The cute little Chocobo has really warked his way into the spotlight: after Final Fantasy Fables: Chocobo Tales on the DS, Square Enix was inspired to revive the Chocobo's Dungeon series on Wii ... and then, this summer, Square Enix announced one of each for the DS, as a follow-up to the success of Chocobo Tales. That's one busy little bird.
New details and screenshots are available at last on Chocobo's foray into the land of Final Fantasy Fables. Chocobo to Mahou no Ehon: Majiyo to Otome to Gojin no Yuusha (Chocobo and the Magic Storybook: The Witch, The Maiden, and the Five Heroes) follows the fat chocobo as he ventures, this time, into a story book drawn by Cid. Both of Square Enix's new Chocobo games focus heavily on Cid, so we're not surprised to see the franchise staple putting pen to page in this game. Players will tackle more than 40 mini-games when the title is released in Japan this December.
The Japanese release date for Castlevania: Order of Ecclesia might not seem like useful information to you readers out west, but the desperate, Castlevania-starved gamers among you will at least now know the exact day their import copy will begin its trans-Pacific journey towards their hands -- October 23rd, 2008.
Furthermore, considering that the US release for Castlevania: Portrait of Ruin was only three weeks after Japan's, we also now have a general idea of when Order of Ecclesia will see its stateside release -- mid-November.
Making sure that you get the message -- the message being "Chocobos are really cute; buy our Chocobo games" -- Square Enix has posted trailers for its two recently revealed fall-bound Chocobo titles, Cid and Chocobo's Mysterious Dungeon: Maze of Time DS+ and Chocobo and the Magic Storybook: The Witch and the Girl and the Five Heroes.
As you might be able to tell in the promotional clip and the game's title, Cid and Chocobo's Mysterious Dungeon is an enhanced port of Chocobo's Dungeon (released in the U.S. for the Wii this week) with more focus on Final Fantasy regular Cid. Given the nature of roguelikes, this DS release doesn't look like that much of a "downgraded" experience compared to the Wii version!
The Chocobo and the Magic Storybook clip isn't nearly as epic, but if you're enough of a Chocobo fan to have read this far into the post, you'll likely want to watch it anyway. Jump past the break for more of the flightless, chubby bird.
Gallery: Cid and Chocobo's Mysterious Dungeon: Maze of Time DS+
As a promotion for its Virtual World -- yes, it's a virtual world titled Virtual World -- Square Enix held a special event in the beta 3D space unveiling two new Chocobo titles for the Nintendo DS -- Cid and Chocobo's Mysterious Dungeon: Maze of Time DS+ (fall 2008) and Chocobo and the Magic Storybook: The Witch and the Girl and the Five Heroes (winter 2008).
Cid and Chocobo's Mysterious Dungeon: Maze of Time DS+, as you can guess, will be a roguelike starring Final Fantasy figures Cid and Chocobo. This will actually be Square Enix's fourth Chocobo Mystery Dungeon entry, an enhanced port of Final Fantasy Fables: Chocobo's Dungeon for the Wii, now with new jobs and a storyline told from a new perspective (Cid's).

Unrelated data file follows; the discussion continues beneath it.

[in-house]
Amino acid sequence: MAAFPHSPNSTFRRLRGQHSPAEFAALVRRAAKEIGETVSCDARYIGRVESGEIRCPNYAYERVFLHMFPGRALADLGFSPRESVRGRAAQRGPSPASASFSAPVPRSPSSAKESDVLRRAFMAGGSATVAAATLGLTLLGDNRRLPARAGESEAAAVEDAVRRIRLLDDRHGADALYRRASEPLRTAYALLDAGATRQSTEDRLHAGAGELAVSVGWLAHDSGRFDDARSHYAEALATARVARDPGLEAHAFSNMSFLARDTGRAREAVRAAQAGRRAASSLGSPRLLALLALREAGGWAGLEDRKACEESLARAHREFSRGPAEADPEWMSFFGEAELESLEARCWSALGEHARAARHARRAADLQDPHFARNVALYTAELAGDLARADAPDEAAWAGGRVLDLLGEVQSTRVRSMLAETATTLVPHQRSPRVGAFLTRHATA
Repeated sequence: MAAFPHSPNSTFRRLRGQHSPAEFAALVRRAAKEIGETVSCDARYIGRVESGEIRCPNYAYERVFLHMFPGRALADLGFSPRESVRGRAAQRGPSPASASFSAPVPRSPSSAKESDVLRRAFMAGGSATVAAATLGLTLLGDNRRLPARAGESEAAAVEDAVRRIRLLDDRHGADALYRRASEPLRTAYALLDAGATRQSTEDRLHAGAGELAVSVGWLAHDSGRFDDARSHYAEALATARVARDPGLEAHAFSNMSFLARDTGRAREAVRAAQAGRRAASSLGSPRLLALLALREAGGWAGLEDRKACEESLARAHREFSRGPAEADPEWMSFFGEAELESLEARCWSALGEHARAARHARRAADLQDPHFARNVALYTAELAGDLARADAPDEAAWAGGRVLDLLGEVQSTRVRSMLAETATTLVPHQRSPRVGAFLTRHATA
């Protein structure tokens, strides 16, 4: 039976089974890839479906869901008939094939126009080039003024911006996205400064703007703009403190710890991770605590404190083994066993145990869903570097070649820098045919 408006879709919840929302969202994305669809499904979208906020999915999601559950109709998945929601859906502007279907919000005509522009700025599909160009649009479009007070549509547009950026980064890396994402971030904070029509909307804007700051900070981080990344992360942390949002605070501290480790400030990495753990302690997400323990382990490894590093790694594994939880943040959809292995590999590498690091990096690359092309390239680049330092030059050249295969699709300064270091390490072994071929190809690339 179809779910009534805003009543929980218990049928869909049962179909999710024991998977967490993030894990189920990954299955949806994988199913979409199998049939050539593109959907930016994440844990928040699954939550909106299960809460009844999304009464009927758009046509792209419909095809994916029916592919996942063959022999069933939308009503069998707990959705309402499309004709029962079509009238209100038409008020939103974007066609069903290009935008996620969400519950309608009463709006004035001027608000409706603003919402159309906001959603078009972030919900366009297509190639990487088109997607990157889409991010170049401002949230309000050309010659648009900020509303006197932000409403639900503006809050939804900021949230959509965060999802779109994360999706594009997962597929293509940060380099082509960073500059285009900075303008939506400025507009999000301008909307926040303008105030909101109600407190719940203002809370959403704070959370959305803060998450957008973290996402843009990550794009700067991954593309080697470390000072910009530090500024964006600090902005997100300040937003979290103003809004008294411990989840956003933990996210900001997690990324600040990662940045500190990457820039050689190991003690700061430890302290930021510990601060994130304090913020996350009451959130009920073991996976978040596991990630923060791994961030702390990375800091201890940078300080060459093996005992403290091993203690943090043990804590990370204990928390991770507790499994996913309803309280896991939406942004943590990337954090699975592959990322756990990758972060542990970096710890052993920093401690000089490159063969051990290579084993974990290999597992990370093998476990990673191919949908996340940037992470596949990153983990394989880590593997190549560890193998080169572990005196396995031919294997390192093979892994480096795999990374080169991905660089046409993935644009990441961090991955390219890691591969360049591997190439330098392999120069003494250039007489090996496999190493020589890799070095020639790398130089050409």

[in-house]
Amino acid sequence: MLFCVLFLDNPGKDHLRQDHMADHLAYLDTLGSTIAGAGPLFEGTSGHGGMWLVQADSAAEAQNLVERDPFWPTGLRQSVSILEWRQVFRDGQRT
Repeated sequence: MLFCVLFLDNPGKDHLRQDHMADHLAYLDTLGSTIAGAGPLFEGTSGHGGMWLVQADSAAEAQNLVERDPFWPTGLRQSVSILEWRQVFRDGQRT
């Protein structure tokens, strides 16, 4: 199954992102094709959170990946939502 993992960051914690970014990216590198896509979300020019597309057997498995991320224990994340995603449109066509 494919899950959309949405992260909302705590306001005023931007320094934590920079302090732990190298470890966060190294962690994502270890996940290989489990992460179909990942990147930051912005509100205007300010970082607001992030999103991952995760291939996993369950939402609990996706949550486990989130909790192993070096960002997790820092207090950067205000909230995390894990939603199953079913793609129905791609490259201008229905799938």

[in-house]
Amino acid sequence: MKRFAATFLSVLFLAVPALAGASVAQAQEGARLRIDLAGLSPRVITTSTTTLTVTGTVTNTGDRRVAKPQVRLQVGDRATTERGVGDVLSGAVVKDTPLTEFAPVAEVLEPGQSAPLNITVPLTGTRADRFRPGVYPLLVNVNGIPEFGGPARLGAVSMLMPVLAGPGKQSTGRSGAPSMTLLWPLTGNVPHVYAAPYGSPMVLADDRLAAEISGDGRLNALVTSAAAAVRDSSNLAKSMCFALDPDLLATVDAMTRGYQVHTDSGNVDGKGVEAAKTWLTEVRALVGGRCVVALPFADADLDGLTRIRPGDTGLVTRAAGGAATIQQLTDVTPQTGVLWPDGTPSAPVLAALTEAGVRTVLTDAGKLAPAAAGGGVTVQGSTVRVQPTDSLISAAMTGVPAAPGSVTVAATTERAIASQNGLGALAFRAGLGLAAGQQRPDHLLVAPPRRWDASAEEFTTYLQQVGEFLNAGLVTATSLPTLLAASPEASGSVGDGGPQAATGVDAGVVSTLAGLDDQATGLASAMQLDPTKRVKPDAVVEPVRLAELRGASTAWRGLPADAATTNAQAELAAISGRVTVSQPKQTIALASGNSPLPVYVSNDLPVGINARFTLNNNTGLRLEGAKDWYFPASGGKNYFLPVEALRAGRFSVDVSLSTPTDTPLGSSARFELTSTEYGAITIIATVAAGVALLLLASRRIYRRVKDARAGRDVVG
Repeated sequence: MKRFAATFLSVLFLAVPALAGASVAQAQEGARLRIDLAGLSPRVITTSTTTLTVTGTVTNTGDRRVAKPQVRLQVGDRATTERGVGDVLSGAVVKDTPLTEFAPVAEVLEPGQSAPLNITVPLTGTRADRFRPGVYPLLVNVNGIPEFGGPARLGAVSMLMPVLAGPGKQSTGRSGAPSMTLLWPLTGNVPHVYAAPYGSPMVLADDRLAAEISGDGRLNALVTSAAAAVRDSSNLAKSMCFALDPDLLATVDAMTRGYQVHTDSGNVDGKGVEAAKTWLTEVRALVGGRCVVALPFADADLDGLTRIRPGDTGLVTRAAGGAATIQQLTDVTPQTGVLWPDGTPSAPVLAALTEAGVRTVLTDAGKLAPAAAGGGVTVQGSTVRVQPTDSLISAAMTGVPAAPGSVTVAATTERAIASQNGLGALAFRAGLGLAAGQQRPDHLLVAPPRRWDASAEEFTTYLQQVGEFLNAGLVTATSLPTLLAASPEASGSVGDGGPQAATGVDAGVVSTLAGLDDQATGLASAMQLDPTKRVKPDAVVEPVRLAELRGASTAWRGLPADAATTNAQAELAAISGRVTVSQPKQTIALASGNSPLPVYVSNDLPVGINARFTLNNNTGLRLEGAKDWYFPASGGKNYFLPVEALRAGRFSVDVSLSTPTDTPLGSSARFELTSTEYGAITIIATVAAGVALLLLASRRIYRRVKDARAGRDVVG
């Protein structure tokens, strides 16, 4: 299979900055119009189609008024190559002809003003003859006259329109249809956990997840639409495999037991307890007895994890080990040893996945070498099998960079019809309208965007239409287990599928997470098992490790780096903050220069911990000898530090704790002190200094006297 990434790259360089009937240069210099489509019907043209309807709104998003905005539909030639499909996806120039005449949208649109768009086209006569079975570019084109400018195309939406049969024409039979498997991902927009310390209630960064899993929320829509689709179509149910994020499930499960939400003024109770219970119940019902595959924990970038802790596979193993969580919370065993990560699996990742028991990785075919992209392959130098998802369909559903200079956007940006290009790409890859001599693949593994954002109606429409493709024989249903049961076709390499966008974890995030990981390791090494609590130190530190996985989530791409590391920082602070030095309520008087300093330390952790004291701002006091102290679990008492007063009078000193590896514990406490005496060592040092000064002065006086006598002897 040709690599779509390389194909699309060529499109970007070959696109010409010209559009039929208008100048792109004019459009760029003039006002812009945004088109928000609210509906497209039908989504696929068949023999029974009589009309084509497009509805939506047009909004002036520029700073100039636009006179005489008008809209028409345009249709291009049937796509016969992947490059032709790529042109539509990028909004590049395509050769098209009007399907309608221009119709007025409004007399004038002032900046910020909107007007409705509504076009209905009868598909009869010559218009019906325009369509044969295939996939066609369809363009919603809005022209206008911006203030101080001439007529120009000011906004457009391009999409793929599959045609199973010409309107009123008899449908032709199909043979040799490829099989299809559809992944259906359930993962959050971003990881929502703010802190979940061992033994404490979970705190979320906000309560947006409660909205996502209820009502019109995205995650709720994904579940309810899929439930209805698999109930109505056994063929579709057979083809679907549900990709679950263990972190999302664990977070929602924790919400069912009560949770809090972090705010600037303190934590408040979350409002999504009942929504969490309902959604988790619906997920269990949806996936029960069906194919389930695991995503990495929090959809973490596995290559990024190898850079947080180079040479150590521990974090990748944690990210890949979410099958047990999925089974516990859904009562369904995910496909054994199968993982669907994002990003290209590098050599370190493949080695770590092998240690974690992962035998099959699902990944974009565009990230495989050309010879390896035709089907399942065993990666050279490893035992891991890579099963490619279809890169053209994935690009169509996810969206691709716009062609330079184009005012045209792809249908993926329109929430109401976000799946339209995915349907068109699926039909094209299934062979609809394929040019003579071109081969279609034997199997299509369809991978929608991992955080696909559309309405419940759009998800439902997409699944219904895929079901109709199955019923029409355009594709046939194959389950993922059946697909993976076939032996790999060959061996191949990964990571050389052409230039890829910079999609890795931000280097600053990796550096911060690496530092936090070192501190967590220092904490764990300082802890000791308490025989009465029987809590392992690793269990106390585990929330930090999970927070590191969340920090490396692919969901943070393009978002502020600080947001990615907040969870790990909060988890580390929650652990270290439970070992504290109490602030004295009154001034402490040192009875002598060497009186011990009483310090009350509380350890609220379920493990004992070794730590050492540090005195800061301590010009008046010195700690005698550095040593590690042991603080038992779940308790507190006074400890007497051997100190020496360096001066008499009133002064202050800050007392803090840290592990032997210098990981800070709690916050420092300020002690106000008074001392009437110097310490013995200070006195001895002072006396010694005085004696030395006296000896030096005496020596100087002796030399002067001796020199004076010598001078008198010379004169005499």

The chances of this one coming to the U.S.? Given the current"surge" of roguelikes hitting the States, it's very likely we'll get this one! You can preview some of Cid and Chocobo's Mysterious Dungeon's first screenshots in our gallery below.
As a parent-to-be (in less than a month!) and a dedicated gamer, this blogger is often faced with a dark dilemma. How to subtly work in gaming influences on the spawnling without pushing a love for things like sprites, whips, and black mages too hard? Trust Square Enix to find a way to make that a little bit easier with this completely adorable rubber ducky that is not, in fact, a duck at all -- but rather, a chocobo. Not just any old chocobo, either, but a fat little baby chocobo that is just perfect for fat little baby hands.
The chocobos, which release in April, are a little costly for a bath toy at $13.50 apiece, but it may be worth the premium to snag the perfect tub companion. You can bet there's going to be one in this house.
Promotional Consideration is a weekly feature about the Nintendo DS advertisements you usually flip past, change the channel on, or just tune out.
Square Enix has been pushing Final Fantasy IV hard this week in Japan, advertising the 3D remake with five different CG-filled commercials. We were curious to compare these spots with how the RPG was marketed when it first appeared on the Super Famicom, all the way back in 1991, and the two approaches couldn't be any more at odds!
We're looking forward to dropping way too much money on the inevitable Chocobo- and Moogle-themed memorabilia with which to fill our Materia slotsairshipinventory apartment. Well, maybe not way too much money, because we're total grownups and know how to restrain oursel- dude, maybe they have the cushions!
Sure, figures are cool, and special edition Lites are nice. You can even track down clocks and badges if you're a real Final Fantasy fan. But what compares to chocobos hanging from your keychain? That's right -- different types of chocobo keychains!
Okay, okay, maybe we're a bit overzealous at times with our Final Fantasy fandom, but chocobo keychains are just too cute to resist. And if you don't like cute little chocobos (i.e., if you're not human), you can pick up something else, like a moogle or a black mage.